Living off-grid is an exciting desire for many, particularly once you decide to take the plunge. But careful planning is key, make a wrong move and you may find yourself thrown back into society once more. In this post we’ll go through some important factors you should take into consideration when planning to live off-grid!
Predictably, the first thing you will probably want to consider is where you plan to live. For most, this will be guided by affordability. If you live somewhere like the UK, finding affordable land away from civilisation is just not realistically going to happen. And if you do find something, well good luck trying to get legal rights to live there. So choosing a place to lay down your home will be your hardest and most important decision to make.
Living truly off grid will mean no mains water, no gas, no electricity – so if you plan to go the full hog and totally ditch all modern day societal conveniences then you’ll want to make sure the land you buy has some natural resources.
A forest or at the very least a small wooded area if managed well can provide enough fuel for your heating and cooking needs.
Building an off the grid home is one of the hardest, but also one of the most rewarding things you will ever do.
A small stream can provide water, though you will need to check the legality of this in the area. A working well on-site would be even better, alternatively find somewhere where boring down to the water table is affordably possible.
Windy or sunny or maybe both? If you want electricity, you will need some way to generate it. Wind or Sun are the two most likely weather conditions you will be wanting to harvest the energy from. Just how windy the area is and how much electricity you will use will determine the setup required, the same applies to harvesting energy from the sun. How much exposure do you have?
Most likely you will need both to have a continual power source all year around, there are exceptions to this, so research the climate in the area.
You can’t go off-grid without growing your own food, so the quality of your soil is very important, with great soil you can grow food in abundance. You can get an idea of just how good your soil is by looking at the existing plants and foliage that are growing on a piece of land. If the land is bare, with dried out colourless bushes and plants with lots of bare barren land, then it’s a good chance the soil quality is poor. Whereas if the area is bursting with deep greenery, then the soil quality is likely good.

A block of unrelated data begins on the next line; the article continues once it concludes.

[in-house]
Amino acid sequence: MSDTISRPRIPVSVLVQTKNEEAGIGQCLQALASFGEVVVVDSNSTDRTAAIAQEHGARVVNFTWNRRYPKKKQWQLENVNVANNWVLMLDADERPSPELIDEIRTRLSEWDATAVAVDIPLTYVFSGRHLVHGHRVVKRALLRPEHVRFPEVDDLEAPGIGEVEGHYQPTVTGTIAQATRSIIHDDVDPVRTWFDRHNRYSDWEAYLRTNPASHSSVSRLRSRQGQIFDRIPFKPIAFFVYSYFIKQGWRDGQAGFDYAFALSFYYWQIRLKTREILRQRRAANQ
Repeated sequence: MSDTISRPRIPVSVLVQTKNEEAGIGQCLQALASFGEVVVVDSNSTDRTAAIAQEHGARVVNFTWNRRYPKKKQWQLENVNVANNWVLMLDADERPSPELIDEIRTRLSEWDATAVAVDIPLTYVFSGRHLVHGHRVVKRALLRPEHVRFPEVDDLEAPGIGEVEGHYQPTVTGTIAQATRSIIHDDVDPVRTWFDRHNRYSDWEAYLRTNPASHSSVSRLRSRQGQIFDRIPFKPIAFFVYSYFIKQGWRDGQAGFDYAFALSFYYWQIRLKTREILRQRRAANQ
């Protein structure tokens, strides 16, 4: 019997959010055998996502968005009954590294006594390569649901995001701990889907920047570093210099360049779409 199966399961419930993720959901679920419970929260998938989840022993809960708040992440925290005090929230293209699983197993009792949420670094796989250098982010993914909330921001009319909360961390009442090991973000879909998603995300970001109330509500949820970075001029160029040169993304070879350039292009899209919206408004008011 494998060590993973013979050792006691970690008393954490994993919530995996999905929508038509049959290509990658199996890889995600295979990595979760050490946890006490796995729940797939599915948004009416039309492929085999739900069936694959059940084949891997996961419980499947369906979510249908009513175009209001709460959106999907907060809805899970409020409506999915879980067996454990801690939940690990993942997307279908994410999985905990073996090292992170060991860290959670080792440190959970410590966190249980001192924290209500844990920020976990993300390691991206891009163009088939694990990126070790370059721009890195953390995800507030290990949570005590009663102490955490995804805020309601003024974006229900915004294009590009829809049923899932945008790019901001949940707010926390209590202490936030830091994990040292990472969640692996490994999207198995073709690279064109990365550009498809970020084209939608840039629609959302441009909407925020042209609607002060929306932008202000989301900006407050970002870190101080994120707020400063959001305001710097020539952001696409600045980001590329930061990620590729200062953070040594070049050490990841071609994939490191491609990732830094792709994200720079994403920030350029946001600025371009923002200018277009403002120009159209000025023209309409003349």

You will also want to check the pH level of your soil, this can be done using a pH tester which are readily available online. Ideally you want soil with a pH of around 6.0 – 7.0, ideal levels can vary depending on what you intend to grow, but for most commonly grown fruit and vegetables this range is perfect.
Both soil fertility and pH levels can be rectified if they are poor, though just how much work is required to do this will depend on just how bad the soil is. If you plan to have horses or cattle on your land, they can provide great fertiliser for your land, you will also want to be composting all your own compostable throw aways, which also makes for great fertiliser.
pH levels can be adjusted, to reduce acidity ground limestone is generally used and in the rare instances where acidity may be required to be increased Aluminium sulphate or sulphur is commonly used. However, we would recommend looking into more natural ways to increase soil acidity, particularly if the soil is to be used for growing your food.
A little tidbit from sfgate.com will point you in the right direction:
Organic substances frequently used to reduce soil pH are peat moss, rotted manure and rotted leaf compost. Canadian sphagnum peat moss, with a pH of between 3.0 and 4.5, can be worked effectively into the top 8 to 12 inches of soil, although it may be too expensive for large areas, and gardeners may avoid peat moss because of sustainability issues. Horticulturalists suggest that shredded evergreen bark, pine needles, home-composted leaf and vegetable refuse and even coffee grounds can increase soil acidity. Be prepared for some trial-and-error with organic acidifiers. Test soil pH before application, then at monthly or half-year intervals to determine change.
Finally you will want to check that potential land for growing has suitable drainage, you dont want to go to the hard work of planting and cultivating your crops only to find they are wiped out in Autumn by the rising water table.
You will want some form of drainage for your washing, showers, and so on. A simple soak away can be achieved by digging a hole at least 1 meter deep and filling with rubble and broken bricks then run a drainage pipe to the hole.
You will also want to ensure the area is safe from potential flood water, if it isn’t there are flood defences that can be put into place but this will come at a significant cost.
The bit no one likes to think about and face, but a very important factor to consider is sewage. How do you intend to deal with human waste?
The two main options you have are a septic tank or compost toilets. Personally I prefer the compost toilet option, it’s relatively cheap to build and maintain, you can easily move the toilets and it requires no third party to get involved. Of course there are disadvantages, your compost toilet will need to be away from the main living space.
Alterntively a septic tank can be installed which will allow for a modern toilet system in your living space. Septic tanks and installation are not cheap however and require maintenance.
There is far too much to cover in a single post, however there are plenty of books and blogs entirely dedicated to this subject. It’s well worth reading up and educating yourself on the subject before leaping into it. Though, many will tell you that you can never be prepared for everything and living off-grid is certainly no exception, but a head start is a must!